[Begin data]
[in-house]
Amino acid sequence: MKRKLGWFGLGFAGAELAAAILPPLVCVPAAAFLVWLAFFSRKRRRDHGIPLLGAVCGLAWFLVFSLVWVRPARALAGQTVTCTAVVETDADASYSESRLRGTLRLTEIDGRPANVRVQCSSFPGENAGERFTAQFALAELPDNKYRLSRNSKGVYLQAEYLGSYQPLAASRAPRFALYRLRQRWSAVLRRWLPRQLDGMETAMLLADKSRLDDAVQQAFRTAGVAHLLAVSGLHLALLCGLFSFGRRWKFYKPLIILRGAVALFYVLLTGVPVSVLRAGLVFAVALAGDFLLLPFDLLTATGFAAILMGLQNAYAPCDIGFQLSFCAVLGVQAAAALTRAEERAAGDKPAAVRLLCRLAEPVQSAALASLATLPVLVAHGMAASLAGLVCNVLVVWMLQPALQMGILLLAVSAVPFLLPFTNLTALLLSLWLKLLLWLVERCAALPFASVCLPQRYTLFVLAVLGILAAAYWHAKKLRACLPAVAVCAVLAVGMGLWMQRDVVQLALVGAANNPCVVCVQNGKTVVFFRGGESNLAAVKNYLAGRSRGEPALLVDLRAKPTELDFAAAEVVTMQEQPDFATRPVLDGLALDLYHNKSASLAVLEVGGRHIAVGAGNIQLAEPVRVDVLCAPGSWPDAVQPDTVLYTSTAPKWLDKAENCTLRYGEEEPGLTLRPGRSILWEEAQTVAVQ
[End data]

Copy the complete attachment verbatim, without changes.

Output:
[in-house]
Amino acid sequence: MKRKLGWFGLGFAGAELAAAILPPLVCVPAAAFLVWLAFFSRKRRRDHGIPLLGAVCGLAWFLVFSLVWVRPARALAGQTVTCTAVVETDADASYSESRLRGTLRLTEIDGRPANVRVQCSSFPGENAGERFTAQFALAELPDNKYRLSRNSKGVYLQAEYLGSYQPLAASRAPRFALYRLRQRWSAVLRRWLPRQLDGMETAMLLADKSRLDDAVQQAFRTAGVAHLLAVSGLHLALLCGLFSFGRRWKFYKPLIILRGAVALFYVLLTGVPVSVLRAGLVFAVALAGDFLLLPFDLLTATGFAAILMGLQNAYAPCDIGFQLSFCAVLGVQAAAALTRAEERAAGDKPAAVRLLCRLAEPVQSAALASLATLPVLVAHGMAASLAGLVCNVLVVWMLQPALQMGILLLAVSAVPFLLPFTNLTALLLSLWLKLLLWLVERCAALPFASVCLPQRYTLFVLAVLGILAAAYWHAKKLRACLPAVAVCAVLAVGMGLWMQRDVVQLALVGAANNPCVVCVQNGKTVVFFRGGESNLAAVKNYLAGRSRGEPALLVDLRAKPTELDFAAAEVVTMQEQPDFATRPVLDGLALDLYHNKSASLAVLEVGGRHIAVGAGNIQLAEPVRVDVLCAPGSWPDAVQPDTVLYTSTAPKWLDKAENCTLRYGEEEPGLTLRPGRSILWEEAQTVAVQ